In this article, I will take a quick look at Quantum Corporation’s (NYSE:QTM) recent ownership structure – an unconventional investing subject, but an important one. Ownership structure has been found to have an impact on shareholder returns in both short- and long-term. Since the effect of an active institutional investor with a similar ownership as a passive pension-fund can be vastly different on a company’s corporate governance and accountability of shareholders, investors should take a closer look at QTM’s shareholder registry. All data provided is as of the most recent financial year end.
Institutions account for 54.74% of QTM’s outstanding shares, a significant enough holding to move stock prices if they start buying and selling in large quantities, especially when there are relatively small amounts of shares available on the market to trade. However, as not all institutions are alike, such high volatility events, especially in the short-term, have been more frequently linked to active market participants like hedge funds. Hedge funds, considered active investors, hold a 16.41% stake in the company, which may be the cause of high short-term volatility in the stock price. I am going to further examine QTM’s ownership structure to check how other major shareholders can affect its investment case.
Another important group of shareholders are company insiders. Insider ownership has to do more with how the company is managed and less to do with the direct impact of the magnitude of shares trading on the market. Although individuals in QTM hold only a 3.15% stake, it’s a good sign for shareholders as the company’s executives and directors have their incentives directly linked to the company’s performance. It would also be interesting to check what insiders have been doing with their shareholding recently. Insider buying can be a positive indicator of future performance, but a selling decision can be simply driven by personal financial requirements.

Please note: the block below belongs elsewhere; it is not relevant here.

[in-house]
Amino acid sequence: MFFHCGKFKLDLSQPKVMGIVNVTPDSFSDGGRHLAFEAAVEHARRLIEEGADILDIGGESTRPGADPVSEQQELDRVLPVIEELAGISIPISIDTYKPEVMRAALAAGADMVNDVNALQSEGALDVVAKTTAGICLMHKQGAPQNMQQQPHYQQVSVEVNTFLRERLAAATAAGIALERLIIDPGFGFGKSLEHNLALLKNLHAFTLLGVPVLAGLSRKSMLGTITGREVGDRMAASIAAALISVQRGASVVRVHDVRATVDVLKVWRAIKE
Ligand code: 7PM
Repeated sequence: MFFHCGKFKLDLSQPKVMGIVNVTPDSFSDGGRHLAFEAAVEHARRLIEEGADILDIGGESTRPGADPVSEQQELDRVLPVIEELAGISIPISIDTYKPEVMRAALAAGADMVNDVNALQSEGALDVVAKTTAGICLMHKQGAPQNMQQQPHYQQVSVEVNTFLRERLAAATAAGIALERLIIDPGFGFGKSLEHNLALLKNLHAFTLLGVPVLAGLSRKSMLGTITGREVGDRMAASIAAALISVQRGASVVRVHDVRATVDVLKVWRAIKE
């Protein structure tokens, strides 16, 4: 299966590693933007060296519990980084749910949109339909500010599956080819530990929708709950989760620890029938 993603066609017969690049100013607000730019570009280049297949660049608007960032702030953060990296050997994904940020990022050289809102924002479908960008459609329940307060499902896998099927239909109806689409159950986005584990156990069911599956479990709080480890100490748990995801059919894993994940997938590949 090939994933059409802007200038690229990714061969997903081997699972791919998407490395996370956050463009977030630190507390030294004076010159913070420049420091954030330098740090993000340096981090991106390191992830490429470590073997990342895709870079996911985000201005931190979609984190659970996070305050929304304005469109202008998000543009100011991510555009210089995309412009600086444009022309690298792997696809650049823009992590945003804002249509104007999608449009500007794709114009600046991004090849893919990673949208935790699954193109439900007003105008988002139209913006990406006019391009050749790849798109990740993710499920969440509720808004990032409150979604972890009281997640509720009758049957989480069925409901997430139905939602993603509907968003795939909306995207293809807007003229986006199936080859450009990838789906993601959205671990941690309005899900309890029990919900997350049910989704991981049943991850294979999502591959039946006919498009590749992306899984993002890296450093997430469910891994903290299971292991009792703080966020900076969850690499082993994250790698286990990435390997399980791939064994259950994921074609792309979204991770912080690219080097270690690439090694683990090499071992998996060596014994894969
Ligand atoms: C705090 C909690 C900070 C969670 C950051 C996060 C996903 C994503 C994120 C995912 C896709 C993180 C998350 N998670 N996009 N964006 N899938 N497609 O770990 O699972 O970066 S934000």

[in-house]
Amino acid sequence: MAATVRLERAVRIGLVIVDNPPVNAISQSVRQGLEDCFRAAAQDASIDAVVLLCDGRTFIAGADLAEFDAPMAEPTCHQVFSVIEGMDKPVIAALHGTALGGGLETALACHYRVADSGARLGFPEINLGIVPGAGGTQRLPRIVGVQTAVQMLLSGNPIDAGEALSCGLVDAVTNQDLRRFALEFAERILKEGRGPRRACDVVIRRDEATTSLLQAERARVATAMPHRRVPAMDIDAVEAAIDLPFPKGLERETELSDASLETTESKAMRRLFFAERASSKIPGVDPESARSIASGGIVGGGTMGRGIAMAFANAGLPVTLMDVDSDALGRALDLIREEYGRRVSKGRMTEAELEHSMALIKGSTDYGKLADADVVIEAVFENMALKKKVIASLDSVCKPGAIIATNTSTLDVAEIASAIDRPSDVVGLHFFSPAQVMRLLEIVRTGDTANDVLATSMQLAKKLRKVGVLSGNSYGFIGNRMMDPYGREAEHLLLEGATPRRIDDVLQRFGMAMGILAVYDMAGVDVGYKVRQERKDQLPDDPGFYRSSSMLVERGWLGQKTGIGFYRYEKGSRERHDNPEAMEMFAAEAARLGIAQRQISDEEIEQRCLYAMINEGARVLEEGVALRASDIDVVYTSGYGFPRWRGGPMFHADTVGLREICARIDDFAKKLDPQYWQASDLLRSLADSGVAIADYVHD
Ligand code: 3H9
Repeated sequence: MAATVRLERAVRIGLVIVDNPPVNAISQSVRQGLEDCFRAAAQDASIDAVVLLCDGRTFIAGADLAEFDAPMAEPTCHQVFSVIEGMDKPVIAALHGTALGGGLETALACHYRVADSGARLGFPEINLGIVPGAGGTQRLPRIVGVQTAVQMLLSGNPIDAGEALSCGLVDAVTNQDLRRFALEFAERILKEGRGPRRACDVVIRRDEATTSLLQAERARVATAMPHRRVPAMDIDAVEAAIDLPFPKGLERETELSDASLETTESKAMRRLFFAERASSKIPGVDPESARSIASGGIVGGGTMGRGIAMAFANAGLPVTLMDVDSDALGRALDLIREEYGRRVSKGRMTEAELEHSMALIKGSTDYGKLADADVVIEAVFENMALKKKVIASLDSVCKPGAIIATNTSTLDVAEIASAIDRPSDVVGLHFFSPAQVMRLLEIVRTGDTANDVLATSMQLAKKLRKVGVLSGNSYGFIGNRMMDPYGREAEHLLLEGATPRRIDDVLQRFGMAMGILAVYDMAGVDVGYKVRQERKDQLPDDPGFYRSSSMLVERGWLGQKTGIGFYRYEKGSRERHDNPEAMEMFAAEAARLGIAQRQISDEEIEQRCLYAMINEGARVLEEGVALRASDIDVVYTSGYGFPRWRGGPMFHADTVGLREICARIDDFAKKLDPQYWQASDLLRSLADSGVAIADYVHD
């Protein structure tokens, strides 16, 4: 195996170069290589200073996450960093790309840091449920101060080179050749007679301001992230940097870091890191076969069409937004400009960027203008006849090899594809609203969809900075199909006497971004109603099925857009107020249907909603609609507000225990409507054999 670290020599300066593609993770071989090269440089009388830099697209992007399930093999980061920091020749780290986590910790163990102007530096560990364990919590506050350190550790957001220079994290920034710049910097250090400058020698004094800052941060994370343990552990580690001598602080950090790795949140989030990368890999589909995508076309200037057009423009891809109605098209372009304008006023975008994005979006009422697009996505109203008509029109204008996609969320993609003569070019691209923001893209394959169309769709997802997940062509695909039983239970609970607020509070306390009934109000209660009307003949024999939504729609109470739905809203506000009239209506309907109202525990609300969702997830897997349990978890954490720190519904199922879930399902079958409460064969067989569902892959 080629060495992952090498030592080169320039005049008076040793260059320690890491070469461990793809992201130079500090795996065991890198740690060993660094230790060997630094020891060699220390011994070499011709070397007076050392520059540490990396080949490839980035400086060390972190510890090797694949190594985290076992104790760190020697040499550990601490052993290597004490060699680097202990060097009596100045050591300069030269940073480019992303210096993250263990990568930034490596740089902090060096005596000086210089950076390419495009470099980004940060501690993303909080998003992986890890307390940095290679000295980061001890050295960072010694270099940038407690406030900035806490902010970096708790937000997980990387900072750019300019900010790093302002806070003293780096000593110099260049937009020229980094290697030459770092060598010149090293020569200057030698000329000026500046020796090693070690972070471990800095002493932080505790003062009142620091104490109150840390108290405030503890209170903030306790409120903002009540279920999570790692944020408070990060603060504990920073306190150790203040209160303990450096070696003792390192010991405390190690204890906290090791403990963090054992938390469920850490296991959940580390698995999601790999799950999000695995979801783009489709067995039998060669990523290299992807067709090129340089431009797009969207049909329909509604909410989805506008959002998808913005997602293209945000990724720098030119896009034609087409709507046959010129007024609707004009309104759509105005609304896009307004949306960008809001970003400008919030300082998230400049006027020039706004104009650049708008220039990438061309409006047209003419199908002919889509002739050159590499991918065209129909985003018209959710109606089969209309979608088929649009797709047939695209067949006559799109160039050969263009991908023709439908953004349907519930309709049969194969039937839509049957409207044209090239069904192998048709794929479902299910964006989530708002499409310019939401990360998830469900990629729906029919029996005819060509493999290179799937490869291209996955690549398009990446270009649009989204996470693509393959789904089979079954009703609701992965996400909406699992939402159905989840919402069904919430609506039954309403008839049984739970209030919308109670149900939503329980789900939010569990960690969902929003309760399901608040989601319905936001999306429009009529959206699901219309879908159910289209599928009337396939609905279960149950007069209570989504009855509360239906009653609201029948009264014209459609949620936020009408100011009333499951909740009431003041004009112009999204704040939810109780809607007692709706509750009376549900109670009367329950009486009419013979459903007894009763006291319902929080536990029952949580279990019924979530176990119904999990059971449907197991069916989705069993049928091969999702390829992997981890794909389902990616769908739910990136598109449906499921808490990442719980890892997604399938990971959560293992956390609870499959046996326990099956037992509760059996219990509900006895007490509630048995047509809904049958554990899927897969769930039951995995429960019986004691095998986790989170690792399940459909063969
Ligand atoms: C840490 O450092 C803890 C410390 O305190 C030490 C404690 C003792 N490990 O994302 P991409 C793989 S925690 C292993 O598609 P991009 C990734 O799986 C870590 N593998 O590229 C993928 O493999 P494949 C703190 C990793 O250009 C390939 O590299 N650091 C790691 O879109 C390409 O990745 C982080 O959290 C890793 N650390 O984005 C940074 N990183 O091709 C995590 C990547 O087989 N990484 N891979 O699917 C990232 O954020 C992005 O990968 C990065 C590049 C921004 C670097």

General Public Ownership
A substantial ownership of 25.69% in QTM is held by the general public. With this size of ownership, retail investors can collectively play a role in major company policies that affect shareholders returns, including executive remuneration and the appointment of directors. They can also exercise the power to decline an acquisition or merger that may not improve profitability.
What this means for you:
I suggest investors seek some degree of margin of safety due to high institutional ownership in QTM, in particular due to the strong presence of active hedge fund investors. This will allow an investor to reduce the impact of non-fundamental factors, such as volatile block trading impact on their portfolio value. However, ownership structure should not be the only determining factor when you’re building an investment thesis for QTM. Rather, you should be examining fundamental factors such as the intrinsic valuation, which is a key driver of Quantum’s share price. I highly recommend you to complete your research by taking a look at the following:
NB: Figures in this article are calculated using data from the last twelve months, which refer to the 12-month period ending on the last date of the month the financial statement is dated. This may not be consistent with full year annual report figures.
To help readers see pass the short term volatility of the financial market, we aim to bring you a long-term focused research analysis purely driven by fundamental data. Note that our analysis does not factor in the latest price sensitive company announcements.
The author is an independent contributor and at the time of publication had no position in the stocks mentioned.